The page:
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CNN's Blitzer gets deeply personal in exchange over family separation policy

CNN's Blitzer gets deeply personal in exchange over family separation policy

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CNN's Wolf Blitzer. (Robert Kirkham/News file photo)

CNN anchor Wolf Blitzer doesn't often reference his family history on the air.

But a conversation over the outcry about the Trump administration's decision to separate undocumented immigrant children from their families caused the former Western New Yorker to get deeply personal in an interview Monday with Michael Hayden, the former director of the National Security Agency.

Blitzer noted early in the riveting exchange that Hayden caused "quite a stir over the weekend when you posted a picture of the Birkenau concentration death camps at Auschwitz and then you wrote this: 'Other governments have separated mothers and children.' "

Then Blitzer asked the former director of the CIA why he decided to make the comparison to the family separation policy on the southern border of the United States to Nazi concentration and extermination camps.

Hayden said, "I felt a warning shot was necessary" and that he was "trying to describe what is happening to us as people."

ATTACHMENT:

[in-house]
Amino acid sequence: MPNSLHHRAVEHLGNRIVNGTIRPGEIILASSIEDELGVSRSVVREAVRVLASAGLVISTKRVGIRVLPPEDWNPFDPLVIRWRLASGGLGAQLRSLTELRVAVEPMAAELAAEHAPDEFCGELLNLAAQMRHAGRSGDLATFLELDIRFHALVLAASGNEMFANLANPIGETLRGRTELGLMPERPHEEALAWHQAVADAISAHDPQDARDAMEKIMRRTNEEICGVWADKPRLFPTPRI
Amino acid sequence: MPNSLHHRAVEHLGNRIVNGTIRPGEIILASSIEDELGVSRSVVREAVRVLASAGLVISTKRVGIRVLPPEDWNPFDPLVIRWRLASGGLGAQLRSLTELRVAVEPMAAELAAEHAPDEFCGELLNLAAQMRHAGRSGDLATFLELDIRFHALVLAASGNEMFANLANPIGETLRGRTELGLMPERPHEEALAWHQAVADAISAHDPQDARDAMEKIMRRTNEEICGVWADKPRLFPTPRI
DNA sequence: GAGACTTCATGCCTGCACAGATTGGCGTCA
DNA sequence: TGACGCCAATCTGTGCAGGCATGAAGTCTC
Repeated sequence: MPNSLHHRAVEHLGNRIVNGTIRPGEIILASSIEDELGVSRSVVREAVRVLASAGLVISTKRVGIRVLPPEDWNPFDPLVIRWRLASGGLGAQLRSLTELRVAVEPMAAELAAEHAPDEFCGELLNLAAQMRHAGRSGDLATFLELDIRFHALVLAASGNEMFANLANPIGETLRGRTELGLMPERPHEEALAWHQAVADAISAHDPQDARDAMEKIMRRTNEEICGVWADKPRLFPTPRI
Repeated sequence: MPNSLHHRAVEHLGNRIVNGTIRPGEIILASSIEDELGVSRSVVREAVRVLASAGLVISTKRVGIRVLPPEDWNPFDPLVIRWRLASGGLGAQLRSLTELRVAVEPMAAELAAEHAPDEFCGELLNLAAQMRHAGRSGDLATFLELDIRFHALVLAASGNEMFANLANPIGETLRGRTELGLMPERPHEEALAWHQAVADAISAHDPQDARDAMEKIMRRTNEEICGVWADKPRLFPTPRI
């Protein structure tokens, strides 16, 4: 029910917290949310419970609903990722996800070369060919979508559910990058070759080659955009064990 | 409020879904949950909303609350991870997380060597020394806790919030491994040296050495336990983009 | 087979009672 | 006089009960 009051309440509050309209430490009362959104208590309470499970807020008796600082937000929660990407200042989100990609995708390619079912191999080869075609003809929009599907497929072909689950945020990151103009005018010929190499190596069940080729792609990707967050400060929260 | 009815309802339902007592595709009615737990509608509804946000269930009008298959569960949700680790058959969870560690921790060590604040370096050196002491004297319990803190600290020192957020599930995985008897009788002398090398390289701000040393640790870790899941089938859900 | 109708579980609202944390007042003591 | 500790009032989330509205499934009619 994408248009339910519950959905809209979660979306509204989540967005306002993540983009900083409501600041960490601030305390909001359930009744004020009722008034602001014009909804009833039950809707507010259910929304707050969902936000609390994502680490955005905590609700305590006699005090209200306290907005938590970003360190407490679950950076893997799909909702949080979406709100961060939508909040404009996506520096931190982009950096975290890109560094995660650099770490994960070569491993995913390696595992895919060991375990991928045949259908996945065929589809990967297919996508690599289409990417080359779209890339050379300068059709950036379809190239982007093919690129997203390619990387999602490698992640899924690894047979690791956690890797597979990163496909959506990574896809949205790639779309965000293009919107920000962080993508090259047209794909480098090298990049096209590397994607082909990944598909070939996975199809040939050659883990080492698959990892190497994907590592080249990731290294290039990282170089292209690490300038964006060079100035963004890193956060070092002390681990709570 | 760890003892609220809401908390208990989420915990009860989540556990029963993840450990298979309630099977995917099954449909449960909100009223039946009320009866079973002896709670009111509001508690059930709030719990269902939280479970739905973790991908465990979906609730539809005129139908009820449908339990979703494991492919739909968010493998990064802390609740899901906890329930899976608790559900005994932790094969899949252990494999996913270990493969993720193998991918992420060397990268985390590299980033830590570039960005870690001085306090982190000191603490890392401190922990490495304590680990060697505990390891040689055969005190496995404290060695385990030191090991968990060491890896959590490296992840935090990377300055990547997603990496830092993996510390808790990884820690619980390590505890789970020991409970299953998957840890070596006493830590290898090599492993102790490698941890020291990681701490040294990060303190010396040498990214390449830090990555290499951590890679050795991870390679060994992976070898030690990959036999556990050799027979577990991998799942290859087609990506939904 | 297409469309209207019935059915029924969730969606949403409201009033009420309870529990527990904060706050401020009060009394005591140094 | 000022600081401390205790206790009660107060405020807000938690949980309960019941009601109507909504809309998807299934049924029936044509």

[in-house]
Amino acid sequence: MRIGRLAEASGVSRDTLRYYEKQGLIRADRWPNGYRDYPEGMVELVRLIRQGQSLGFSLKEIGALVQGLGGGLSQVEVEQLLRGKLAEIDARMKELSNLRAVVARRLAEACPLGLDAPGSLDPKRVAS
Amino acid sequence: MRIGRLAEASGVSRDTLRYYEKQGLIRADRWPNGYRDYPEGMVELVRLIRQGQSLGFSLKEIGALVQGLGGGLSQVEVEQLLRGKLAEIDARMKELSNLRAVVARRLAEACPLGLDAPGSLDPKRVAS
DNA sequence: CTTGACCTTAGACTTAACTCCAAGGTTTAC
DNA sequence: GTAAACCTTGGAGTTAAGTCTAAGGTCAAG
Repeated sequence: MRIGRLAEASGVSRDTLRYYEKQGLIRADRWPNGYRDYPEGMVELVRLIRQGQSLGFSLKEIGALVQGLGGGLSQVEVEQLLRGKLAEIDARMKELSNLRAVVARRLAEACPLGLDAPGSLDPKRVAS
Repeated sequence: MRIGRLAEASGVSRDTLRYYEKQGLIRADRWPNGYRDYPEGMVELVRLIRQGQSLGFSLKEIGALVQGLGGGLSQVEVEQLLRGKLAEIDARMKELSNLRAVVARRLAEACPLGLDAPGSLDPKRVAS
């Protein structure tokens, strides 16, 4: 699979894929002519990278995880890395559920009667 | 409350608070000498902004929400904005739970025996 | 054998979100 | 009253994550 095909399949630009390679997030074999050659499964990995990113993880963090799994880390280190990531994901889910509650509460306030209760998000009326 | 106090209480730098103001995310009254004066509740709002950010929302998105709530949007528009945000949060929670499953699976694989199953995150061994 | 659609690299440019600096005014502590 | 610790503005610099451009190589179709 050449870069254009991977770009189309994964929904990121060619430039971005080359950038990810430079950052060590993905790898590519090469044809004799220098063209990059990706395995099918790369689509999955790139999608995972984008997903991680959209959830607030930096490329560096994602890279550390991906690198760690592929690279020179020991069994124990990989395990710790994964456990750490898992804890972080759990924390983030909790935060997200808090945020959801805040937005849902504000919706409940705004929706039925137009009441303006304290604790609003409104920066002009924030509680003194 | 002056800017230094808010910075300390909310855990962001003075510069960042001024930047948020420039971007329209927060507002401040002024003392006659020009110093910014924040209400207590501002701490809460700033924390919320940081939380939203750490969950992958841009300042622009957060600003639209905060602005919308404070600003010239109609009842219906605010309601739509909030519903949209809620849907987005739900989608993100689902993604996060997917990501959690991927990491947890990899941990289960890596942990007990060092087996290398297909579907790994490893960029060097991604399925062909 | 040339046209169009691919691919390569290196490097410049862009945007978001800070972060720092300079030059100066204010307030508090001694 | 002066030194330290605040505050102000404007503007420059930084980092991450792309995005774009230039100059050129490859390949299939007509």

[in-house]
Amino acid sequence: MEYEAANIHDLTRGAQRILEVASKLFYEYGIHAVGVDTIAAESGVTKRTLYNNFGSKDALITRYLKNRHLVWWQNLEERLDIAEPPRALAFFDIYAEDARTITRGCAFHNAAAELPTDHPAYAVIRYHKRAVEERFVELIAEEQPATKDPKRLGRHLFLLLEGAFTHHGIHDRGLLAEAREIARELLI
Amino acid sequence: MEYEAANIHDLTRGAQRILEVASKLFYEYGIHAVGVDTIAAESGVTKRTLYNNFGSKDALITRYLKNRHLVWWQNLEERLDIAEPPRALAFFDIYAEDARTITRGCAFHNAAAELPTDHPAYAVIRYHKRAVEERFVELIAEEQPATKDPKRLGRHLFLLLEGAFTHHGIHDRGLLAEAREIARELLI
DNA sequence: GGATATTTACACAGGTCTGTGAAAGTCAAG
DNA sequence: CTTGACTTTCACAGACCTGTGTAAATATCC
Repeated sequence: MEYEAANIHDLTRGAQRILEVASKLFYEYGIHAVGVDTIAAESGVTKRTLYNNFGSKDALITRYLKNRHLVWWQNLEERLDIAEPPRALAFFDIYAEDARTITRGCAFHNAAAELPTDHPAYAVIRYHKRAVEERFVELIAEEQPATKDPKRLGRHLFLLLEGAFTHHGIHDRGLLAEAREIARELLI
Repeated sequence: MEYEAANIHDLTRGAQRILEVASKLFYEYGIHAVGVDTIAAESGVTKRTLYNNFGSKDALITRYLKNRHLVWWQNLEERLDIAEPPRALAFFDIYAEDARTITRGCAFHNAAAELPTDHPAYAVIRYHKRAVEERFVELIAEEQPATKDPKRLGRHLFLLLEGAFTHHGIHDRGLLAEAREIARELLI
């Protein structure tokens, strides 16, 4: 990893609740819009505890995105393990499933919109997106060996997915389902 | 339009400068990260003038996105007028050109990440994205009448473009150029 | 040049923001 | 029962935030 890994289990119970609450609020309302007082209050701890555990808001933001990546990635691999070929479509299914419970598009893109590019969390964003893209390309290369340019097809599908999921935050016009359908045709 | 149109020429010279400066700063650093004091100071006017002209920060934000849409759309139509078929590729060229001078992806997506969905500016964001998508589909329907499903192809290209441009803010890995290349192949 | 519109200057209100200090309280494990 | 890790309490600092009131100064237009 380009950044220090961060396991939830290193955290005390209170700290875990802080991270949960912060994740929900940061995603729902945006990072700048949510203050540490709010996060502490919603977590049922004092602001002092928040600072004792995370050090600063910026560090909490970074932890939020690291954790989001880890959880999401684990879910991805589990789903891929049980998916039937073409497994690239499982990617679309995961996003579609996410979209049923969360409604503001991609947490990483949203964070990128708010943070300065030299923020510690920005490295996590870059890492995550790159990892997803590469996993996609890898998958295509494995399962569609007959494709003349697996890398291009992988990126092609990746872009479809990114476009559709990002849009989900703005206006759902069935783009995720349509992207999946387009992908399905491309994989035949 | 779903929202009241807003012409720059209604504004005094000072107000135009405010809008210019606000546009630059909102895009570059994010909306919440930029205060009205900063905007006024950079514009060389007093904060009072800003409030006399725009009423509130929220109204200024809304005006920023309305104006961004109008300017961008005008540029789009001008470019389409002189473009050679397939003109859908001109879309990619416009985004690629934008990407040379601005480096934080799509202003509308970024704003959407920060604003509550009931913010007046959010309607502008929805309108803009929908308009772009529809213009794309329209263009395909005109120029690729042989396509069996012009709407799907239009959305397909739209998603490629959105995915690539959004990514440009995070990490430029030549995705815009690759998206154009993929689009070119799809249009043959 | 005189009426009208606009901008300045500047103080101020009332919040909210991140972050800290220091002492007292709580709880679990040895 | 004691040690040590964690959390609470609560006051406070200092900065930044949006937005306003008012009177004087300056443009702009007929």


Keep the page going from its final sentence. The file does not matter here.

"I'm not saying we've become Nazis," replied Hayden. "I'm trying to say the needle is moving in the wrong direction. The skies are darkening and I want to set up a flare."

Then Blitzer — who was born in Germany, raised in Western New York and graduated from Kenmore West and the University at Buffalo — turned personal.

"But you understand that the controversy (to) any comparison to the Holocaust," Blitzer said. "Yes, the kids were brought in the trains to Birkenau, which was at Auschwitz. I speak with some authority on this. My grandparents were murdered at Auschwitz. My dad survived, but two of his brothers and two of his sisters were killed. They weren't separated to go to another facility. They were separated to die.

"So when you make the comparison to Auschwitz, that is such a powerful image. So you understand the criticism you are getting for that. As bad as this policy is, it certainly is not Auschwitz."

Hayden said he fully understood the criticism he was receiving.

"If that offended anybody, they have my deepest and most sincere apologies," Hayden said.

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